Lynne Shapiro commented on my article Am I Jewish Enough? Depends which Government Ministry You’re Asking, which in turn was my comment on an article by Judy Maltz, in both Haaretz and the Forward, Jewish Enough for Birthright — But Not for Israel: Kafkaesque Dilemmas Bedevil Would-Be Immigrants.

“OK Mr.,” Shapiro opened with an admirable vigor, “I am Jewish through a Reform Converted mother and a born to a Jewish mother father and have been more so living a Jewish life since he died and I became his Kaddish in my uncle’s Conservative Egalitarian synagogue (at his insistence). So if I’m not Jewish enough for you to return to Israel, why would I want to give any funds to any group that gives money to Israel as I have done over the years?”

And she added, in a separate comment:

“Also my Reform Convert mother was a total and complete Zionist and made me one! This ‘who is Jew’ is like what the Nazis did to determine who went to the camps IMHO (in my humble opinion)!”

Dear Ms. Shapiro,

First, whatever money you’ve donated to Israel through any group, most of it stays in America, to support the group’s works there, and to pay for the fundraising overhead. Israel’s economy at this point is a lot stronger and more boisterous than that of the U.S., and you should keep your money over there, we don’t need it.

Especially if you’re going to wave it in our faces every time we do something you dislike. Hold on to the money, buy yourself something nice, let’s not base our friendship on your ever diminishing U.S. dollar.

Next, as I understand the current Law of Return, your credentials are good enough to be accepted here as a citizen as soon as your arrive. In fact, they’ll probably make you a citizen even earlier, at the nearest Israeli consulate. They did that with my wife, Nancy, back in NYC, in the fall of 2011.

But why do you care about that? You ain’t planning to come here – you’re just working out a sweat over the fact that if ever you had decided to come over and make aliyah, then Israel would reject you. The problem is not with Israel in this case, but with you.

If you and the rest of America’s Jews knew what’s good for them, they’d be cramming the airports, looking to get out and make it to a safe haven in the Jewish State. IMHO, if you’re so familiar with what the Nazis did—use that acquired wisdom and get out of there while the getouting is good. We will embrace you and accept you and love you, no matter how your Mom converted. You can check it with your local Jewish Agency or Nefesh B’Nesfesh. Locate your nearest office of either and give them a call.

I wish all of us have learned a lesson from the Nazis. The late Lubavitcher Rebbe of righteous memory (who departed almost 20 years ago), used to say that we should learn from the Gestapo: how dedicated they were in seeking out every last Jew, no matter how far and how well hidden. We, too, must seek the hidden, faraway Jews, with the same dedication and self sacrifice as those Nazis, may God obliterate their memory.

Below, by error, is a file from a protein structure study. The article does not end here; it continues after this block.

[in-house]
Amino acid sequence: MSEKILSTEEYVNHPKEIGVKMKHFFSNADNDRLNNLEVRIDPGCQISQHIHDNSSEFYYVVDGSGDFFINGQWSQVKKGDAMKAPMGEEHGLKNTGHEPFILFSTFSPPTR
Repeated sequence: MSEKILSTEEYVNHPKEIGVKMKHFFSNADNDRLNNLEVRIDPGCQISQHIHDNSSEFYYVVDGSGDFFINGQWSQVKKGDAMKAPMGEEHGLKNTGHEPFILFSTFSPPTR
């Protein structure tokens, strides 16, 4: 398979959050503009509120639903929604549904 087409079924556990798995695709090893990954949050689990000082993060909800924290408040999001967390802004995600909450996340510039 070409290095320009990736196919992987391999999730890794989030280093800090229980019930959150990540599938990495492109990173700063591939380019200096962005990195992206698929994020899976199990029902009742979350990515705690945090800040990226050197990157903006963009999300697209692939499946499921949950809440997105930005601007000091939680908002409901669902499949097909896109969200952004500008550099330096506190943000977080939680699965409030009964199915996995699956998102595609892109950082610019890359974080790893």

So now you have it, holy sister – come home, call me up, I’ll take you to the Netanya beach, buy you a drink, point at the baby blue sky and the blue-green Mediterranean and say, Welcome home.

Am I Jewish Enough? Depends which Government Ministry You’re Asking

Friday, January 24th, 2014

Things always go nuts when state meets church, or synagogue, in the case of the Jewish State. It would have been a lot simpler had the State of Israel adopted the Torah and the Shulchan Aruch as its constitution. If you ask me, Israel would have developed a lot more like the United States than like the Soviet Union—but that’s a different debate.

For many cultural and historical but mostly for political reasons, the founding fathers and mothers of the fledgling state for all the Jews came up for their own mix of legal systems, not so much a constitution as an open-ended melange of precedence and foreign systems and smidgens of “Hebrew Law.”

Judy Maltz, writing in the Forward this week, sums it aptly with the headline: Jewish Enough for Birthright — But Not for Israel: Kafkaesque Dilemmas Bedevil Would-Be Immigrants.

I suppose Kafkaesque states make for Kafkaesque dilemmas.

The original Law of Return 5710-1950 declares the right of Jews to come to Israel: “Every Jew has the right to come to this country as an oleh.” There was some follow-up legislation in the Nationality Law of 1952, and some reupholstering in 1970, extending the right of return to non-Jews with a Jewish grandparent, and their spouses.

So that the current definition of the law of “who is a Jew” includes, in writing, non-Jews.

I know it probably had to be done at the time, in anticipation of the much needed arrival of Polish and Russian Jews. But it stretched the gap between the Shulchan Aruch and the state’s definitions so wide, it stopped making sense.

Kafkaesque stories rise when the law stops making sense.

The law since 1970 applies to:

People born Jews, having a Jewish mother or maternal grandmother.

People with Jewish ancestry, having a Jewish father or grandfather.

People who converted to Judaism within the Orthodox, Reform, or Conservative denominations. Except the Reform and Conservative conversions are only recognized if they were done outside Israel.

So, to reiterate, a Jew is a non-Jew, or one converted in a non-Jewish conversion.

Kafkaesque? Maybe. I’m leaning towards Jospeh Heller.

Don’t get me wrong, I’m not trying to advocate against Reform rabbis or against gentiles, only to point out that once you created a Jewish State that’s not based on Jewish Law you’re bound to mess up and victimize a lot of innocent civilians.

There are three essential authorities dealing with the status of Jews immigrating to Israel: the Ministry of Absorption, the Ministry of the Interior, and the Ministry of Religious Services via the Chief Rabbinate.

Anyone with an IQ in the two-digits and up will tell you there’s no way in the world these three authorities, staffed by officials from three-dimensionally opposed political and philosophical points of view, could ever cooperate on anything. The fact that they’re doing as well as they are is nothing short of a proof of the existence of a benign and loving God.

The Maltz article describes young people who make spontaneous decisions to come live in Israel, and soon run into trouble with the various authorities. What about those who plan their immigration well in advance, taking months, if not years, lining up all their ducks in order, only to discover they are short a couple of ducks, and where’s the chicken? You were supposed to bring a chicken.